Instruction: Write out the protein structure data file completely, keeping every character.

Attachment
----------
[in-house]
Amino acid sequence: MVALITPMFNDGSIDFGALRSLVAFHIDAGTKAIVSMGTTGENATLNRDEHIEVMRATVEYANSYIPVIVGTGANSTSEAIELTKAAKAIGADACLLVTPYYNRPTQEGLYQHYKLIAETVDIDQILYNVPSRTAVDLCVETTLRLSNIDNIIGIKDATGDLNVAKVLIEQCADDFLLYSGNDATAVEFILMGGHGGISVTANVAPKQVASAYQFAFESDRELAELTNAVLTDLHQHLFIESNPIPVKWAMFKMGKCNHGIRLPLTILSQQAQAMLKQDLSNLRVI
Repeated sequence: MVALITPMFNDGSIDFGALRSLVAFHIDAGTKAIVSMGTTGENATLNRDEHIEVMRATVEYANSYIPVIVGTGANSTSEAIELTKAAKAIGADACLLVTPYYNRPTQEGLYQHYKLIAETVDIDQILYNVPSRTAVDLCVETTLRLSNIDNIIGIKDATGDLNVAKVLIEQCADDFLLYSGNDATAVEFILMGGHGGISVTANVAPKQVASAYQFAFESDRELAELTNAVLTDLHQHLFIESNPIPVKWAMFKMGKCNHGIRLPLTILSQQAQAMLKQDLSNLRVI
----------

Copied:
[in-house]
Amino acid sequence: MVALITPMFNDGSIDFGALRSLVAFHIDAGTKAIVSMGTTGENATLNRDEHIEVMRATVEYANSYIPVIVGTGANSTSEAIELTKAAKAIGADACLLVTPYYNRPTQEGLYQHYKLIAETVDIDQILYNVPSRTAVDLCVETTLRLSNIDNIIGIKDATGDLNVAKVLIEQCADDFLLYSGNDATAVEFILMGGHGGISVTANVAPKQVASAYQFAFESDRELAELTNAVLTDLHQHLFIESNPIPVKWAMFKMGKCNHGIRLPLTILSQQAQAMLKQDLSNLRVI
Repeated sequence: MVALITPMFNDGSIDFGALRSLVAFHIDAGTKAIVSMGTTGENATLNRDEHIEVMRATVEYANSYIPVIVGTGANSTSEAIELTKAAKAIGADACLLVTPYYNRPTQEGLYQHYKLIAETVDIDQILYNVPSRTAVDLCVETTLRLSNIDNIIGIKDATGDLNVAKVLIEQCADDFLLYSGNDATAVEFILMGGHGGISVTANVAPKQVASAYQFAFESDRELAELTNAVLTDLHQHLFIESNPIPVKWAMFKMGKCNHGIRLPLTILSQQAQAMLKQDLSNLRVI